By Daniel Korolija
You’ll often hear naysayers telling people that if everyone simply stopped buying Bitcoin, it would drift into oblivion without anyone noticing. They are also fond of saying that Bitcoin is nothing more than a fad or a bubble bound to burst any day now.
On the other hand, crypto enthusiasts have their own version of what Bitcoin really is and are happy to point out its benefits to non-believers on every occasion.
But what would actually happen if Bitcoin’s value suddenly dropped to zero? Would it just hurt a small number of big investors around the globe, or would it start a total collapse of the financial system as we know it?
To answer this question, we’ll first analyze Bitcoin’s current position in the global financial system.
Looking at the Big Picture – Where Is Bitcoin Now?
Today, all cryptocurrencies’ combined value stands at $1.6 trillion. All this money – equivalent to the nominal GDP of Canada – is kept in 10 million digital wallets. Bitcoin alone accounts for $848 billion of the total crypto market cap.
It’s the shift in the average Bitcoin investor’s profile that has brought on this massive expansion. Initially, the investor base comprised early believers, developers who understood and possibly contributed to the technology behind the cryptocurrency, and a small number of risk-takers. But the situation changed once both ordinary people and large companies and institutions started cautiously accepting the reality of Bitcoin.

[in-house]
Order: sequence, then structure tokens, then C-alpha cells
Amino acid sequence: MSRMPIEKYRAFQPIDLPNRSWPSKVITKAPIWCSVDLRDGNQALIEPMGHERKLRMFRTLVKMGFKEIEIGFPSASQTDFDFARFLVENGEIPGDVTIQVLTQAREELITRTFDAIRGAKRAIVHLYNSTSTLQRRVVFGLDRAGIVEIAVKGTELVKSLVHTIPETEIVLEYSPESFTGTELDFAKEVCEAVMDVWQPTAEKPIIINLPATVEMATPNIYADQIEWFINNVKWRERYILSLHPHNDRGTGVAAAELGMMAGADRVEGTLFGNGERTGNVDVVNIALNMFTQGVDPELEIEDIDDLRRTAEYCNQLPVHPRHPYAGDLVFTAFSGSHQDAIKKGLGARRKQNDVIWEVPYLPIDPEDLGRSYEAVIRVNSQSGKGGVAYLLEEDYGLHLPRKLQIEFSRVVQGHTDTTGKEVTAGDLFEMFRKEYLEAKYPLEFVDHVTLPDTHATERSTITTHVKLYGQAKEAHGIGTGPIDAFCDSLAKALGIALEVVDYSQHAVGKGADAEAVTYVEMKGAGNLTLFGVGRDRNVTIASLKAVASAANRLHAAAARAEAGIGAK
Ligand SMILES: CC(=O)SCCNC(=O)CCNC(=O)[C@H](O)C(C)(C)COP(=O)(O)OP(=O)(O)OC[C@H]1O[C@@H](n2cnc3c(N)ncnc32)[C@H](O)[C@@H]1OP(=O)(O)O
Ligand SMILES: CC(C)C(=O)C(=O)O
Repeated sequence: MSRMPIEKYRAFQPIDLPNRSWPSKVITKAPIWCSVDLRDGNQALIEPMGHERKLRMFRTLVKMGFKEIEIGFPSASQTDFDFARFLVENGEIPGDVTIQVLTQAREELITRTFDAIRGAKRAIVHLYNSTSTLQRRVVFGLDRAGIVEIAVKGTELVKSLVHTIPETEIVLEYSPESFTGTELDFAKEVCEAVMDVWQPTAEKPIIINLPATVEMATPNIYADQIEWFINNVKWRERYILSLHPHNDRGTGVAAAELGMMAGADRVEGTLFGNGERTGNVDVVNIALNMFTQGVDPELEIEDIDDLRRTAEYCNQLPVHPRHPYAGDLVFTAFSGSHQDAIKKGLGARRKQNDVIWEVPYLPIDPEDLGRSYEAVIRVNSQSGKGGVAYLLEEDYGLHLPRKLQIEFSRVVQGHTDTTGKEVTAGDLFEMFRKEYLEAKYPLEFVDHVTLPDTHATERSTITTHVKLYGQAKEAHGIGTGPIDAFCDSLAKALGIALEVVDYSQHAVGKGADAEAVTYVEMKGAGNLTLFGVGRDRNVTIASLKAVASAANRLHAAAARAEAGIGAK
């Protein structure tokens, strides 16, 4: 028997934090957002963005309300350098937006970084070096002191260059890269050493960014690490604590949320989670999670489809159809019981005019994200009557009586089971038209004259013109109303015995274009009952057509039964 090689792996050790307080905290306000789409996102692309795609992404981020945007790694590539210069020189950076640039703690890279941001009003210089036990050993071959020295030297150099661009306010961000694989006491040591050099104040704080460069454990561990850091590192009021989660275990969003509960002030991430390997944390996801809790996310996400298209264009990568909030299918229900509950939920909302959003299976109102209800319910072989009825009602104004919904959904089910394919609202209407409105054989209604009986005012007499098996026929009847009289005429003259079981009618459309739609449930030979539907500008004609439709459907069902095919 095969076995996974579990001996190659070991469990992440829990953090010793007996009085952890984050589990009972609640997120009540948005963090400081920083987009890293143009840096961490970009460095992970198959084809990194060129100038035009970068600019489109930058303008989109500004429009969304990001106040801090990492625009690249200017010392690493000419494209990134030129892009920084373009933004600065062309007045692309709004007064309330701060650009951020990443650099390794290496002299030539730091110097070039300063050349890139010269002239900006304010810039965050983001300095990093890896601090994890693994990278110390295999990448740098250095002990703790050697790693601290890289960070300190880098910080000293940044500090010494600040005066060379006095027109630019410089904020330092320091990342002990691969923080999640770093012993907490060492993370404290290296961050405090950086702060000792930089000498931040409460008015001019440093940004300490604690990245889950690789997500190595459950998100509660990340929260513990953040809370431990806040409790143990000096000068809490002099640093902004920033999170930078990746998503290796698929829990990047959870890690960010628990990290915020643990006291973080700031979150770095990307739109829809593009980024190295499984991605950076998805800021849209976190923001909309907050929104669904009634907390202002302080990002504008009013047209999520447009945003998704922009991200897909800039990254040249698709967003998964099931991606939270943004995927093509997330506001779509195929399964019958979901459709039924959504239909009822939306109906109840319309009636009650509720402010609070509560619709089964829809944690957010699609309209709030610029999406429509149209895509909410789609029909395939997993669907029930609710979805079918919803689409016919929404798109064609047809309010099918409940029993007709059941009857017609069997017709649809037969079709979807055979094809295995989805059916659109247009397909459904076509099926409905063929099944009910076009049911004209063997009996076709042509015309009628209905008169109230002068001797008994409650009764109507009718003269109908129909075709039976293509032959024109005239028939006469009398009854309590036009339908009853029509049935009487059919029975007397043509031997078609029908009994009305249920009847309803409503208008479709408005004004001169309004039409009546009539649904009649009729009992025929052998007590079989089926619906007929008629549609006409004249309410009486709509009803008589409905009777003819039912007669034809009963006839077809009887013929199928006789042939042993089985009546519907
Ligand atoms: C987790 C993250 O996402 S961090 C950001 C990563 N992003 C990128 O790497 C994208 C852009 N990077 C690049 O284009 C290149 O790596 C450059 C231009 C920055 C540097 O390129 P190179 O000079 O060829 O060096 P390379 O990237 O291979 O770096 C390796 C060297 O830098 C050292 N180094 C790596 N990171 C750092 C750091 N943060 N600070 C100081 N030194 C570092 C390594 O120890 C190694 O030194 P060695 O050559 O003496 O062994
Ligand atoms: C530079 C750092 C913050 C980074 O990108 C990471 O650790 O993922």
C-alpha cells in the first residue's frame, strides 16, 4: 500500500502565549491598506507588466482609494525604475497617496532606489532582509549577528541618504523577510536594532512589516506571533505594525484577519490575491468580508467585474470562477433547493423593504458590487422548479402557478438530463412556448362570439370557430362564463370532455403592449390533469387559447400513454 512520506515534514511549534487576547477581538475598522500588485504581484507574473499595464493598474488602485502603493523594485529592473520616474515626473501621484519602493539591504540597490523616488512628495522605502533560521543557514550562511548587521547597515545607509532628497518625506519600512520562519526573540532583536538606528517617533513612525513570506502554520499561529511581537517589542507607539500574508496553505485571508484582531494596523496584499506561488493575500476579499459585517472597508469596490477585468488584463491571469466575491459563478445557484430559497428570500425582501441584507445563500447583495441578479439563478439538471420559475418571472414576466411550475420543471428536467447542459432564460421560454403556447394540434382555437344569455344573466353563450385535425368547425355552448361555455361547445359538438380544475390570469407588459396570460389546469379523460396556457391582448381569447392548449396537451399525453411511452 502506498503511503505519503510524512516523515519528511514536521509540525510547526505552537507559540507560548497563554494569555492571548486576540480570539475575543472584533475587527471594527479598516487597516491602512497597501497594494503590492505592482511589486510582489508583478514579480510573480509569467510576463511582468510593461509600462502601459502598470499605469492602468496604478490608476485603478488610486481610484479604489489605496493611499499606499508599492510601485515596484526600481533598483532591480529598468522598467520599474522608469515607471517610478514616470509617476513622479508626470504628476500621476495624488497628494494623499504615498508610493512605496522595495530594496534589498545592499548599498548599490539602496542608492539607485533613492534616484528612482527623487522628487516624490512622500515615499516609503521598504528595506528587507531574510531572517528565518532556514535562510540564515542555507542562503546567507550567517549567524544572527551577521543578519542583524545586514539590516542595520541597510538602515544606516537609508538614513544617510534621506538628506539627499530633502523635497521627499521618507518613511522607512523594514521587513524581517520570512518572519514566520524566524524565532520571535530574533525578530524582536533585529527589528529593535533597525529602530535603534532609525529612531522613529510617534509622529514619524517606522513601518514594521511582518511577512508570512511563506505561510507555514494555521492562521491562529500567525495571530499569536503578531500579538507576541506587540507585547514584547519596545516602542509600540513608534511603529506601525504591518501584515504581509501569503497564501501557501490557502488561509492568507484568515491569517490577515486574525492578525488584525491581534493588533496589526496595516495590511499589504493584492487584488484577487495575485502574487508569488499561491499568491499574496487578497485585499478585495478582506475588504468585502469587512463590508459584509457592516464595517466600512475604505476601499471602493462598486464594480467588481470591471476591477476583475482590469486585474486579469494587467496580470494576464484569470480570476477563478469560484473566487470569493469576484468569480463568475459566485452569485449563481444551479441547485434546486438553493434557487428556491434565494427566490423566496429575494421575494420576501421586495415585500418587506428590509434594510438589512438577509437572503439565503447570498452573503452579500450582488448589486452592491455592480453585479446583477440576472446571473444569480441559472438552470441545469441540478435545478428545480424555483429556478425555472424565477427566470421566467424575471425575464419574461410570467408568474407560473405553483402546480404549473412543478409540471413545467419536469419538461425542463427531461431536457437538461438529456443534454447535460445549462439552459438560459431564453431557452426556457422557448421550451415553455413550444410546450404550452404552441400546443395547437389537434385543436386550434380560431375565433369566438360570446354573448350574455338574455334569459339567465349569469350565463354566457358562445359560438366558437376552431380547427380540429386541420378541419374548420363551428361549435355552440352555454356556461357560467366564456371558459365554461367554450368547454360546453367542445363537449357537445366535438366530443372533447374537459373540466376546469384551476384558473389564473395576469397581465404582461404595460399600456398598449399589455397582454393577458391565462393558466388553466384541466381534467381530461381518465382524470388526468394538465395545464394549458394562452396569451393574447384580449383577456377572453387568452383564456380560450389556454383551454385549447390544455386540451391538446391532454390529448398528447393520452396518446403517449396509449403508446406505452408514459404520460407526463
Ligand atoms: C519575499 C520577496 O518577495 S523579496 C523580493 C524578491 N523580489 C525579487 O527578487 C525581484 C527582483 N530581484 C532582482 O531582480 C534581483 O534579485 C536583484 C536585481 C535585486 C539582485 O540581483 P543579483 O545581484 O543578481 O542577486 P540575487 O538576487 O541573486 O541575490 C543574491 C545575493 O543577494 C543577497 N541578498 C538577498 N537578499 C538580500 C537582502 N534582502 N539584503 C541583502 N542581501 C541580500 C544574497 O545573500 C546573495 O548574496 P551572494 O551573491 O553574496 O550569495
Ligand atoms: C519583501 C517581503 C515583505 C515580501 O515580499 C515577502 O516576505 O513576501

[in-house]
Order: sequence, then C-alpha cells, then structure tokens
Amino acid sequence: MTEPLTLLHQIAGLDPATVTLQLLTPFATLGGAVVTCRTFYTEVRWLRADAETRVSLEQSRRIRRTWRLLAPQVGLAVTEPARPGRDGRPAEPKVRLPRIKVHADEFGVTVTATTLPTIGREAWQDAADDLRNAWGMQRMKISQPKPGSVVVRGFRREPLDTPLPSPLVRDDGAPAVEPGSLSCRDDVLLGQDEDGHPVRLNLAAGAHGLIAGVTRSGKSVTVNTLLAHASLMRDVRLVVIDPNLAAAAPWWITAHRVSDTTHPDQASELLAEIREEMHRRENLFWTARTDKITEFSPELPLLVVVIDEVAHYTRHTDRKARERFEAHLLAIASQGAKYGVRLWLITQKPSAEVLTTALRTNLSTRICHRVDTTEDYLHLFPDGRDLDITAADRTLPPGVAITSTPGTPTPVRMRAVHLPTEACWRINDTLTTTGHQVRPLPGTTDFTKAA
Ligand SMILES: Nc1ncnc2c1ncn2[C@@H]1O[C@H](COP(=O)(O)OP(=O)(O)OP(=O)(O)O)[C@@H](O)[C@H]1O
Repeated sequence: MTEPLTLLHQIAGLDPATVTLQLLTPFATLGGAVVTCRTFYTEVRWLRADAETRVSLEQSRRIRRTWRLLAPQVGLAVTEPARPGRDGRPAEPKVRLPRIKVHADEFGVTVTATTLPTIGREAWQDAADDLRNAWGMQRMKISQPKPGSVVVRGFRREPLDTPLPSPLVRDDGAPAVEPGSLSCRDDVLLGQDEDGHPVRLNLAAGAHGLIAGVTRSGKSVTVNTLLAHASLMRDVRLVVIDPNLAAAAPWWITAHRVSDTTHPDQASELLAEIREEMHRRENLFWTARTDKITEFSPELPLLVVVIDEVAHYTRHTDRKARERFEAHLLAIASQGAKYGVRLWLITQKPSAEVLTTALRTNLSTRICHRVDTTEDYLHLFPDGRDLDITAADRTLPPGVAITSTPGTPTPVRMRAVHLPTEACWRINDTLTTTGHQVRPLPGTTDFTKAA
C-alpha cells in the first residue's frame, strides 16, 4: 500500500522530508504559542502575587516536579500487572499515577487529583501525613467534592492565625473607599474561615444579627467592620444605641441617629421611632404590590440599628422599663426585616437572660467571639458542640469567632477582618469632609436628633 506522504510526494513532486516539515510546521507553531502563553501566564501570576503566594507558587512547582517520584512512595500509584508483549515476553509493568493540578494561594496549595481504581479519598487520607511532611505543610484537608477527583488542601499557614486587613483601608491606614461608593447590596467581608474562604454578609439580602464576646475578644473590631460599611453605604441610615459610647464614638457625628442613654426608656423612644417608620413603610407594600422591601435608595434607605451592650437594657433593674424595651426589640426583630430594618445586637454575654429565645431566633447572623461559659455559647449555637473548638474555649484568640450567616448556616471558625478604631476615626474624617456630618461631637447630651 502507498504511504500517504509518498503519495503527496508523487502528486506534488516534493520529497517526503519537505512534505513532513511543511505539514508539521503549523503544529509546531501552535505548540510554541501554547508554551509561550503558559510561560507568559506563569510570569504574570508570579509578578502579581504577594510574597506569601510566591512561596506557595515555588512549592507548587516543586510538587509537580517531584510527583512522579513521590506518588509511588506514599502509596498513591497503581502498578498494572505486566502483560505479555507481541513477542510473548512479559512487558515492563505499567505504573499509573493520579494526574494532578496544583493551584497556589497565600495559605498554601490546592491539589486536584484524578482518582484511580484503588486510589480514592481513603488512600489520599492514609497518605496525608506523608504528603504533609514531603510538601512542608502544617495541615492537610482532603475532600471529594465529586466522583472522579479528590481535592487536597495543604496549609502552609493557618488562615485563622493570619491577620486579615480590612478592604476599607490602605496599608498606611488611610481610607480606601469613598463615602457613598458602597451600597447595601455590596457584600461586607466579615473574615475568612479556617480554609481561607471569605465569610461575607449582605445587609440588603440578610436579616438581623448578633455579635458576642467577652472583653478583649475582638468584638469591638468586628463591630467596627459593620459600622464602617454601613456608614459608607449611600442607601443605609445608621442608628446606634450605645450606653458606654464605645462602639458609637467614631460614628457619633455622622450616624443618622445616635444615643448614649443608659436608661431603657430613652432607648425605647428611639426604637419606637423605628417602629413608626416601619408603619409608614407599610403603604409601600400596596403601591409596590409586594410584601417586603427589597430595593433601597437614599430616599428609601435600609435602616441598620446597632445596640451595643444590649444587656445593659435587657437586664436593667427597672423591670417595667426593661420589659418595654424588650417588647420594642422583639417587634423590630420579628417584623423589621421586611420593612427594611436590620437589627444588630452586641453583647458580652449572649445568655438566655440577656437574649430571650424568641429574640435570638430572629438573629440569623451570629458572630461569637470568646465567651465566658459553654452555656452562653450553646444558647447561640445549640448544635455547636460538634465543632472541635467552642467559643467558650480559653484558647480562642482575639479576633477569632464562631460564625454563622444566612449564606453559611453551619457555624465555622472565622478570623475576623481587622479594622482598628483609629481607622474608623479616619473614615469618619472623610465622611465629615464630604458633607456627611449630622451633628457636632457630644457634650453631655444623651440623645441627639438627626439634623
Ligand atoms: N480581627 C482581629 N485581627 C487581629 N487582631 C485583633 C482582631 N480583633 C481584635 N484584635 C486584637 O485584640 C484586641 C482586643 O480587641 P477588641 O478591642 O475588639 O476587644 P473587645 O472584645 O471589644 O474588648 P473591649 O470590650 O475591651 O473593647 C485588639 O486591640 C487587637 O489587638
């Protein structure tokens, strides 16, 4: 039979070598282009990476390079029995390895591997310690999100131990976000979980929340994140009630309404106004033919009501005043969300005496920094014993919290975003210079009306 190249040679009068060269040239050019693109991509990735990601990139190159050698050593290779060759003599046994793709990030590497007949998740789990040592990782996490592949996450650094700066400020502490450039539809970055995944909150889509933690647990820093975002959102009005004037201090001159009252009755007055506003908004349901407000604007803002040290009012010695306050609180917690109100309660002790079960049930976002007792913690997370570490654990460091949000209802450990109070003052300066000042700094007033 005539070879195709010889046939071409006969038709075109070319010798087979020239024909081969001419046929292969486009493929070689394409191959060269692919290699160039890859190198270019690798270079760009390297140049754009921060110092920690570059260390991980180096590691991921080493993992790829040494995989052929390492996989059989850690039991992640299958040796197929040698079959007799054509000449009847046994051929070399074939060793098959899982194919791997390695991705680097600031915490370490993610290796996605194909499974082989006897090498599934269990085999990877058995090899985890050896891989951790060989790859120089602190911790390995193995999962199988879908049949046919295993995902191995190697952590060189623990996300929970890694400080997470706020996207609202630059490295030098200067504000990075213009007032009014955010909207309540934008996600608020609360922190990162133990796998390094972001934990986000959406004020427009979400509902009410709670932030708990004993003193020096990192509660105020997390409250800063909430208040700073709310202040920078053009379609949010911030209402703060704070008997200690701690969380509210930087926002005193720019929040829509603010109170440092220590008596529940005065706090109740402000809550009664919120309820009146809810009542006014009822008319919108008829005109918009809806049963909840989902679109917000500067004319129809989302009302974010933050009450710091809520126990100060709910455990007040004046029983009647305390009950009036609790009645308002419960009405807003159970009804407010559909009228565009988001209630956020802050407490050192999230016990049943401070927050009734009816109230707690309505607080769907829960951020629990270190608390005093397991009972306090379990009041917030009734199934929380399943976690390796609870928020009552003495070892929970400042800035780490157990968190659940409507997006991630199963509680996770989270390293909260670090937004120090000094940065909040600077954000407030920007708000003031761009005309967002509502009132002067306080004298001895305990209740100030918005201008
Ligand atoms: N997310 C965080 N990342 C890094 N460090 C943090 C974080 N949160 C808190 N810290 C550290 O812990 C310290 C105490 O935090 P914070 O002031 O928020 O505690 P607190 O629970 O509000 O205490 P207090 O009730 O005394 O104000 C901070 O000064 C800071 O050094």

The adoption of Bitcoin and its underlying technology have such an influence on the market that investors such as major investment companies and hedge funds – previously associated exclusively with traditional financial markets – have also been drawn to the crypto market. Currently, institutions hold over 63% of trading by value, signaling that Bitcoin supporters have recently become much more deep-pocketed.
Even though some governments and regulators are still attempting to stop Bitcoin altogether, it’s becoming evident that they won’t be successful. Yes, Bitcoin’s price might take an occasional dive due to their efforts, but Bitcoin and its underlying technology have proved time and again that these attempts are nothing but futile in the long run. Nowadays, with the support and user base Bitcoin has, it might be wiser for regulators to try and work with Bitcoin rather than to continue fighting windmills.